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A bigger brain in the wild

Jonn Leffmann / Wikimedia CommonsWithin 50 generations, American mink skulls become largerJonn Leffmann / Wikimedia Commons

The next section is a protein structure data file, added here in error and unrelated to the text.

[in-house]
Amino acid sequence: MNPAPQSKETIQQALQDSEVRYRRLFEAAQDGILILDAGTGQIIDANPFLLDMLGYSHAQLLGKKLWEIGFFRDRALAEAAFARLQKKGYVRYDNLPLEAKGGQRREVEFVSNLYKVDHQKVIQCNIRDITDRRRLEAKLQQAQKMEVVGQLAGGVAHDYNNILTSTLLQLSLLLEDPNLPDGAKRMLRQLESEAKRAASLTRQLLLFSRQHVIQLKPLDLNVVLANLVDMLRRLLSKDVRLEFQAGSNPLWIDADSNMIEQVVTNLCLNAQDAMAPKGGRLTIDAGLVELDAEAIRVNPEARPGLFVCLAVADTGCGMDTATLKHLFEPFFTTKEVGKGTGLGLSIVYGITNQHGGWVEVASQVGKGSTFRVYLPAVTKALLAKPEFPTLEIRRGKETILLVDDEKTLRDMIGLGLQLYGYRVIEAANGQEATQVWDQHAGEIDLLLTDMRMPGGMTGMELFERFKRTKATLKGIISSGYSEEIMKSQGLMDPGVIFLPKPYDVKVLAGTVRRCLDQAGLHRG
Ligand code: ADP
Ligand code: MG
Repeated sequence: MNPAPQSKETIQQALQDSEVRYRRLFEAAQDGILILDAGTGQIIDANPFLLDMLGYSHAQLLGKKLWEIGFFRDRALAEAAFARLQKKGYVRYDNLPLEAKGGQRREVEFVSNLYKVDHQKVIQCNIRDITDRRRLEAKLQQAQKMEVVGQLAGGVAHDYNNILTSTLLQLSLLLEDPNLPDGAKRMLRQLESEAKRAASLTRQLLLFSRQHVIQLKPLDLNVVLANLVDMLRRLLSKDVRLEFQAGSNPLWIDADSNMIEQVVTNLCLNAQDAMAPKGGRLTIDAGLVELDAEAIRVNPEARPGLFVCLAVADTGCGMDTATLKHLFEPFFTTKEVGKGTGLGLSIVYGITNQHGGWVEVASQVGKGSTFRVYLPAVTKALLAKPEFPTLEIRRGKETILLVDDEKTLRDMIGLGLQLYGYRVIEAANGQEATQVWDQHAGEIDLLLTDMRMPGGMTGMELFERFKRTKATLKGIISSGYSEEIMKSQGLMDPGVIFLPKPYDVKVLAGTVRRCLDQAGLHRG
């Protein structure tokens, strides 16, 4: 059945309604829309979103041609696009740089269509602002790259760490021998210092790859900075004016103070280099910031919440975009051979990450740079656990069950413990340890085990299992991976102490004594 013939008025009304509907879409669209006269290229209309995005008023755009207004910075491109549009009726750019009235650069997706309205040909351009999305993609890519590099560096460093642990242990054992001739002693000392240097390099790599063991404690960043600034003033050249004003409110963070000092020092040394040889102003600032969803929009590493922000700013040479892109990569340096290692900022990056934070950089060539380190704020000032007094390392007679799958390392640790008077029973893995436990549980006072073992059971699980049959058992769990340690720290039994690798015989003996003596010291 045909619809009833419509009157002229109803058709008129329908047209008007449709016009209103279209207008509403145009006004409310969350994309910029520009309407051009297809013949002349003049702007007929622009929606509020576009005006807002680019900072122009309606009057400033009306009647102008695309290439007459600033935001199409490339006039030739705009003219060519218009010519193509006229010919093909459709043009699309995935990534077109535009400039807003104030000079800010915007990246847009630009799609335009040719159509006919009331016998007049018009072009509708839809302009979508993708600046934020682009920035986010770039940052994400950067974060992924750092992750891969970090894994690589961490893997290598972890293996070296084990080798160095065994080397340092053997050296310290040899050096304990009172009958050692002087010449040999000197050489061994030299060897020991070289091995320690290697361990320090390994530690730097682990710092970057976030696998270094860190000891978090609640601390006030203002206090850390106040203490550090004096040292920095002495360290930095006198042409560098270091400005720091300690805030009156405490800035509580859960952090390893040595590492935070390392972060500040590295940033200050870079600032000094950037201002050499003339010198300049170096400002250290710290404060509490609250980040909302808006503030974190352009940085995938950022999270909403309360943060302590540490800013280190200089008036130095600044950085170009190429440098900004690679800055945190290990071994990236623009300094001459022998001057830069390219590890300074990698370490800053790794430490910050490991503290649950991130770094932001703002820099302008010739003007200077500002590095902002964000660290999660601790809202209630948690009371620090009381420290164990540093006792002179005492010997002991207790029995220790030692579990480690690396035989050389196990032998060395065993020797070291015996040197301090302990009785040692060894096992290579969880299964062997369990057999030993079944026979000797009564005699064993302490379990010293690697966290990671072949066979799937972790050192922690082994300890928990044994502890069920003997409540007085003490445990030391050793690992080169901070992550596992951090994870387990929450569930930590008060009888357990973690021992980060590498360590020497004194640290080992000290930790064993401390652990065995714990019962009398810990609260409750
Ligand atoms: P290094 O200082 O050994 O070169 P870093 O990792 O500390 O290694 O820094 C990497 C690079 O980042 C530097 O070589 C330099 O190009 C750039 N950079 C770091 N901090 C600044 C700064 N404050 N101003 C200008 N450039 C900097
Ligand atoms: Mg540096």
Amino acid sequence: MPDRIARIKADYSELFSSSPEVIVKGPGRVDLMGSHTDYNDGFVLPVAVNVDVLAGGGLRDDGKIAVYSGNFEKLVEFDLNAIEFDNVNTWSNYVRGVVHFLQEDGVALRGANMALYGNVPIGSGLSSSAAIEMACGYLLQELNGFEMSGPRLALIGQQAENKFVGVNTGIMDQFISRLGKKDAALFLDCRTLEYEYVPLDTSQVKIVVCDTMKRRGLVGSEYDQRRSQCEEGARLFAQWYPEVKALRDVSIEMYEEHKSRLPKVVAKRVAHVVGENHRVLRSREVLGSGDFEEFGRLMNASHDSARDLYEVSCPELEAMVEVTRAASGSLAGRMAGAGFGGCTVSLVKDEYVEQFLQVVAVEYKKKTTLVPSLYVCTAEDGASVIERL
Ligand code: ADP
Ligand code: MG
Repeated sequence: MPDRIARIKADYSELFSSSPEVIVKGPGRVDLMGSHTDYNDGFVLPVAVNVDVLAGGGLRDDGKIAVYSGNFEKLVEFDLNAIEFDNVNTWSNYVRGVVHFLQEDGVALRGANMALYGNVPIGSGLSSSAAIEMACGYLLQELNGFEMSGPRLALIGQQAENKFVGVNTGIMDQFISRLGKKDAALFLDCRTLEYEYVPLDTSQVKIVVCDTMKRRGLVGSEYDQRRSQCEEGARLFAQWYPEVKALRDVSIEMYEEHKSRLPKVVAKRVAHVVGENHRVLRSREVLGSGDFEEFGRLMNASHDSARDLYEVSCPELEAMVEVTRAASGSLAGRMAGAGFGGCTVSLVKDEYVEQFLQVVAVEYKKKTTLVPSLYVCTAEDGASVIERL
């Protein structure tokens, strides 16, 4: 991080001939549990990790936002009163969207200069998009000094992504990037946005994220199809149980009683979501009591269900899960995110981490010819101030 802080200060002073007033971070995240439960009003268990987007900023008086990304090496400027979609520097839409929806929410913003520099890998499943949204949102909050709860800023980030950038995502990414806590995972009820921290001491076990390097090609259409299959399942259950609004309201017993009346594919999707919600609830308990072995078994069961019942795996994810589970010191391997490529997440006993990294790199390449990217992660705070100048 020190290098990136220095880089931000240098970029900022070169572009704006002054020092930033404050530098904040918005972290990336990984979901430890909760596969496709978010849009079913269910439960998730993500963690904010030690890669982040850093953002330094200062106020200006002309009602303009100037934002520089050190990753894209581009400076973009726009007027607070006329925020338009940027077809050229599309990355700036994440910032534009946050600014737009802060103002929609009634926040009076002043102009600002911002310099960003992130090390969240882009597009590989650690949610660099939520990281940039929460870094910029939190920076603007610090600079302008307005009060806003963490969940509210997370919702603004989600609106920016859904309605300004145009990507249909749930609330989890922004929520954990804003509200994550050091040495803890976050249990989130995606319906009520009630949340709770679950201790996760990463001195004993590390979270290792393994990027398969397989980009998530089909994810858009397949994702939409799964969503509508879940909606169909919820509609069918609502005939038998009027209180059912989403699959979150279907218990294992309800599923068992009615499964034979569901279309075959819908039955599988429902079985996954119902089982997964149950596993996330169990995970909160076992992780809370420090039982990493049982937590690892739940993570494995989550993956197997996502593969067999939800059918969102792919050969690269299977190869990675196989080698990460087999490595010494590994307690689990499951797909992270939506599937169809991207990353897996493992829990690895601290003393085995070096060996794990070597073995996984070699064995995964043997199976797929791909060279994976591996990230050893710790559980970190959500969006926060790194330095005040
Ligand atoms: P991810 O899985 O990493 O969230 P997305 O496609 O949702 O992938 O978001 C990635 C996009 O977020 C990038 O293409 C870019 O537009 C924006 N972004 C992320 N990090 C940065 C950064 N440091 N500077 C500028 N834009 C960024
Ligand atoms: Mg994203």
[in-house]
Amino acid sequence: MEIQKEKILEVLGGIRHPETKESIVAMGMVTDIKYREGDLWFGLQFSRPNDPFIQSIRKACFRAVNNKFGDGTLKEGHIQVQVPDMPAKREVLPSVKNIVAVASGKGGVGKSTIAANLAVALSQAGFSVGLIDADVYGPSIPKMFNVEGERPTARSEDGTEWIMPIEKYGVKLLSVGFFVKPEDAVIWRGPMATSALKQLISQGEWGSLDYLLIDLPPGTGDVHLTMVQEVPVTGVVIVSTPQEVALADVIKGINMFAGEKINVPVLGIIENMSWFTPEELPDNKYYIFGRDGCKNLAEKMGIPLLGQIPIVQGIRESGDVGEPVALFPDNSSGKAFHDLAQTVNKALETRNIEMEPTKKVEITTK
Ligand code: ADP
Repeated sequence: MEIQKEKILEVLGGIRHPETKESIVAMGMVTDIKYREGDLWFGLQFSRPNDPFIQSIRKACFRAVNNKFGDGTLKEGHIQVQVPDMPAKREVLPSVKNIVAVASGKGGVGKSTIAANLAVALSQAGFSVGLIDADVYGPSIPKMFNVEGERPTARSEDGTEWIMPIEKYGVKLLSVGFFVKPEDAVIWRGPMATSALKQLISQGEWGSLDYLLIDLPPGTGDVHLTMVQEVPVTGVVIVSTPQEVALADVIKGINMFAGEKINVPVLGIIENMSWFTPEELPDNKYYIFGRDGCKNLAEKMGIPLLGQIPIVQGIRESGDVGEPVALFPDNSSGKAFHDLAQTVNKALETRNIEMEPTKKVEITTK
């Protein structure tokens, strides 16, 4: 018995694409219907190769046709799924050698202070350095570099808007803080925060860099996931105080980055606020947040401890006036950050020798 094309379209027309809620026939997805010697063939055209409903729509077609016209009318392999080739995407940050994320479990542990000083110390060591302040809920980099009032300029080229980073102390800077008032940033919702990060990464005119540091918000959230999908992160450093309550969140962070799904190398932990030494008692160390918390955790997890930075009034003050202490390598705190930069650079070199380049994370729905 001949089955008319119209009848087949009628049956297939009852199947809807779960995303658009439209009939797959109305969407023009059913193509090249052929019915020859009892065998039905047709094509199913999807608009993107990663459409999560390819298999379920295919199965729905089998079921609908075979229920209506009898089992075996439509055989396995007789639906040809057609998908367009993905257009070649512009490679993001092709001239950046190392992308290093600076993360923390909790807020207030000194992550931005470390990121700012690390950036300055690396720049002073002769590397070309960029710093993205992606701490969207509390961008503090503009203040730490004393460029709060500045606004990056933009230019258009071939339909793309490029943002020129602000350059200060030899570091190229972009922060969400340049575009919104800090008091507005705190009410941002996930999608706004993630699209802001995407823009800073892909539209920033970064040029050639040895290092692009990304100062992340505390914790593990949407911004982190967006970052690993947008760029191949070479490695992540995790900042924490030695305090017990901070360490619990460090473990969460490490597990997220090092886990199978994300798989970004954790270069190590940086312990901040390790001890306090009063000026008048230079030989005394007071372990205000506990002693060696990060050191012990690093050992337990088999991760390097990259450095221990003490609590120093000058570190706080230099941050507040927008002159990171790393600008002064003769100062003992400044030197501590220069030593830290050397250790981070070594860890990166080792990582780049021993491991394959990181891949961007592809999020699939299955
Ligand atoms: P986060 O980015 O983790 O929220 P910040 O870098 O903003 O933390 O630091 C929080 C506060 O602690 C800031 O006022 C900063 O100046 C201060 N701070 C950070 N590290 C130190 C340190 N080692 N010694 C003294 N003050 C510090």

A known consequence of domestication is a reduction in brain size, something which occurs in sheep, cows, and pigs. It is also the case with the American mink (Neogale vison), bred in Europe for the production of fur coats. These animals sometimes escape from captivity and become feral. Scientists from the Max Planck Institute for Animal Behavior compared domesticated and feral populations and made an unexpected discovery: within around 50 generations, the descendants of the feral animals managed to regain a brain volume almost equal to wild animals from the USA. The study was based on a comparison between the brain size (via skull measurements) of mink in captivity and populations living in the wild in Europe, including measurements of skulls kept in zoology museums. It was not previously known that animals could regain brain size and it may not be possible for the future generations of every animal that escapes a farm. Mink, like moles and shrews, naturally undergo brain changes depending on the season. It could be this unusual plasticity that allows for the species’ successful readaptation to nature (Max Planck Gesellschaft and Royal Society Open Science, July 5).